ARCAthens Launch Event in Tribeca Introduces Inaugural Fellows

January 24, 2019

NEW YORK – The ARCAthens (Artist Residency Center Athens) launch event took place on January 22 at R & Company in Tribeca to introduce the inaugural Fellows of the Pilot Program and support the nonprofit organization’s future programming. Founder and Executive Director Aristides Logothetis welcomed everyone to the event in his remarks and thanked the hosting committee, board members, advisory council members, and all the supporters of ARCAthens.

He introduced the inaugural Fellows, artist Cullen Washington, Jr. and curator Larry Ossei-Mensah, who spoke about the program. Logothetis also introduced Pedro Barbeito, Assistant Professor of Art at Lafayette College where he is also the Director of the Experimental Printmaking Institute (EPI). Logothetis and Barbeito created the ARCAthens at EPI residency program which Washington will attend following his residency in Athens.

Zesty Meyers, co-founder of R & Company and treasurer of ARCAthens’ Board of Directors gave the welcoming remarks. ARCAthens Board member and Director Emeritus of The Drawing Center George Negroponte spoke about the importance of supporting the nonprofit organization, adding that he was pledging $5,000 and invited everyone join him in making a gift.

The inaugural Fellows, artist Cullen Washington, Jr. and curator Larry Ossei-Mensah, spoke with The National Herald about how they got involved with ARCAthens and what they look forward to in Athens.

Ossei-Mensah told TNH, “Aristides and I have known each other for several years, I actually wrote an essay for an exhibition he had at the Bronx Museum, and we’ve always been in constant dialogue and conversation. He mentioned to me that he was starting an organization and explained to me the vision. I was very excited by it and was actually on my way to Athens because I was going to Hydra for the DESTE Foundation.

“I spent about two days in Athens and I got to begin to understand what’s happening particularly in the art community there, beginning to build relationships.

“Some of those artists were at the New Museum’s Triennial last year, another artist was in a show I curated in Harlem last year, so I became very curious about what’s happening in the Athenian art scene particularly and he asked me if I would be interested in participating in the fellowship and I was excited he accepted the offer.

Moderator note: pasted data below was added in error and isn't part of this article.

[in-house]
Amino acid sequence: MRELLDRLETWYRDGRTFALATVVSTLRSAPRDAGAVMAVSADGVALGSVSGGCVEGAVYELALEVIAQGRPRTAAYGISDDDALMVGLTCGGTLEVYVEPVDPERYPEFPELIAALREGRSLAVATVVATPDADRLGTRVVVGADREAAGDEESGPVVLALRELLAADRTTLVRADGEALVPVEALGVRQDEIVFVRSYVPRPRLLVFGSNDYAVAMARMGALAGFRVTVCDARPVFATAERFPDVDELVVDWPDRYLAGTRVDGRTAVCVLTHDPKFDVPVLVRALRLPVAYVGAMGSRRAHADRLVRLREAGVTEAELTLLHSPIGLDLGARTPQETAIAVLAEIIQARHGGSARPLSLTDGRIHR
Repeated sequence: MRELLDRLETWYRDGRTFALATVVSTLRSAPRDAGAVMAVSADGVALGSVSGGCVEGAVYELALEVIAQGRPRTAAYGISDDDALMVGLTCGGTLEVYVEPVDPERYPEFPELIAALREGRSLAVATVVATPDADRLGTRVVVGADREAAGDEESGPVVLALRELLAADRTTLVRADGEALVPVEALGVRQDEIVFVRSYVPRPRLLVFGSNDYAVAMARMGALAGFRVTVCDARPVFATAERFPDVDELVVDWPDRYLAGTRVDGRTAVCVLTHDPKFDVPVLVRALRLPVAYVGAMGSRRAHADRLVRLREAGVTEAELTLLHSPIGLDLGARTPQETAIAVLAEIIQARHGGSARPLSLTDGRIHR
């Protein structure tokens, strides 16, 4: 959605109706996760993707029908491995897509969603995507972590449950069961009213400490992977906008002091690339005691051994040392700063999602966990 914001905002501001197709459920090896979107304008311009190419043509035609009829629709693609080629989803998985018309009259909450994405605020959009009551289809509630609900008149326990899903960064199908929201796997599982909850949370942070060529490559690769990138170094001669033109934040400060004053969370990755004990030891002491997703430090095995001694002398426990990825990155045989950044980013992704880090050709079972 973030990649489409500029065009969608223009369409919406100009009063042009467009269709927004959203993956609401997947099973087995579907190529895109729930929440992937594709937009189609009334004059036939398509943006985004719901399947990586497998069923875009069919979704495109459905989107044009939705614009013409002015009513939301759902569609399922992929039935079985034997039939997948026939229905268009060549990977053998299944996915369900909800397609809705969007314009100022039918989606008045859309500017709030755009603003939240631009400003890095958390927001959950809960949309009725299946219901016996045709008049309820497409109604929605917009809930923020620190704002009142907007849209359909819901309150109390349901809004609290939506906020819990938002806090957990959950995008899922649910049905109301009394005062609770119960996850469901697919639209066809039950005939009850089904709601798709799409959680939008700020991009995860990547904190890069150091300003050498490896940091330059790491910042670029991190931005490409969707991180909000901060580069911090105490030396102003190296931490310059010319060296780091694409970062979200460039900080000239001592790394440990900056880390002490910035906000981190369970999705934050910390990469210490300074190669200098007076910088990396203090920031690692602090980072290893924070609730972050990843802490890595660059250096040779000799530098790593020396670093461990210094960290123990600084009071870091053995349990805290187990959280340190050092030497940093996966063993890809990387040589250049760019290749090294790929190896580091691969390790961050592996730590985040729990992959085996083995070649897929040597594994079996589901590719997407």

Ossei-Mensah explained, “For the pilot, I will be going as a curator fellow and Cullen Washington Jr will be going as the artist fellow and we’ll spend about 5-6 weeks there and part of that is doing studio visits, getting to know the artists, getting to know curators, and using art to create this cross cultural dialogue/conversation.

“We’ll be totally immersed in what is happening in the Athenian art scene, so for me I have a bit of a head start because I’ve already built some relationships with artists, I’ve kept in contact with them, so when I go, it’s me engaging with them but then them introducing me to another set of artists, curators, writers in addition to the artists, curators, and writers that the organization wants us to be in contact with.”

About the Greek artists, Ossei-Mensah said he found them “energized coming out of the crisis, really thinking about what is the next chapter and how do we tell that story through artistic practice.

“I was really impressed by the entrepreneurial spirit, a lot of the artists had their own spaces that they created whether it’s in their apartment, a loft, one used to be a mechanic’s shop, so I was impressed that they were not waiting for people to help them get a show, they were just doing it, working together, and the community is very tight-knit, from what I’ve observed. I’m excited.